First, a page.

Women and girls with physical disabilities can need assistance with anything from having access to handicap-accessible toilets to having the physical support from another person. Nevertheless, their needs depend on the physical disability and the extent of the disability, but it is vital to always respect the person opinion on the need of support. Consequently, the toilets and other habilitations should be done regarding to each specific case or request.

Girls with intellectual disabilities may have more extensive needs in relation to their abilities; despite to achieve the highest level of independence and self-sufficiency in their lives should be always the target of the training. Individual orientated training programs are essential; communicating with simple words, using visual aids as support, and assisting in the practical process should be part of any training aimed to girls with intellectual disabilities.

http://www.cddh.monash.org/assets/menstrual-management-guide-staff.pdf

http://www.srcp.org/pdf_versions/managing_menstruation.pdf


Menstrual Hygiene Management in Disasters

Menstruation does not stop during crises or disasters, which means the women and girls’ need for access to menstrual hygiene management does not stop either. Not only do women face health repercussions and embarrassment if they are not able to properly manage their menstruation, but they also often put themselves at risk by waiting until dark and looking for privacy to change the sanitary method which puts them at risk for violence. The humanitarian response sector is slowly coming to terms with these risks for women in disaster and crisis zones and are working to incorporate MHM into their projects. Integrating MHM into these situations means making sure that private latrines or toilets, sanitary materials, and disposal methods are available.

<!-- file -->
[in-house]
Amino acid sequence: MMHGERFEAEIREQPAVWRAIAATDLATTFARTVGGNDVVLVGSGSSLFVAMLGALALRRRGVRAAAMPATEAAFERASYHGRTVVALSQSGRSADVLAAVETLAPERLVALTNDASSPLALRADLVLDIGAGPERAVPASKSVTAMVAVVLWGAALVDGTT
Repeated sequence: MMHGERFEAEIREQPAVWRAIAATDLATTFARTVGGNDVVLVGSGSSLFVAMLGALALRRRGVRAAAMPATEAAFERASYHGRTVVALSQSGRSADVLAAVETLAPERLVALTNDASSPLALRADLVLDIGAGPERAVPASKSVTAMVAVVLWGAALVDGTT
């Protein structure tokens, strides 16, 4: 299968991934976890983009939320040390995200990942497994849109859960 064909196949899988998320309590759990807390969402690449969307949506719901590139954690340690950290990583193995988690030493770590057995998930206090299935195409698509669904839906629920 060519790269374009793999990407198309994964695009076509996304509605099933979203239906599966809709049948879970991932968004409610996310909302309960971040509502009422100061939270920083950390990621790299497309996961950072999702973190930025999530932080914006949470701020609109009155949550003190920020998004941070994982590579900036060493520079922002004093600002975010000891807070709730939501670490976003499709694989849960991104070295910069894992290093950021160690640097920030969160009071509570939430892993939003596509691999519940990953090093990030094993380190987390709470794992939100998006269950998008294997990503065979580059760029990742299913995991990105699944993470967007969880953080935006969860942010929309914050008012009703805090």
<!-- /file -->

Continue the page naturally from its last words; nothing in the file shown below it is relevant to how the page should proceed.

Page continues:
Check out NFCC's work on disaster management

FAQ Links

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We recommend you use The Go Ask Alice! site, supported by a team of Columbia University health promotion specialists, health care providers, and other health professionals, along with a staff of information and research specialists and writers.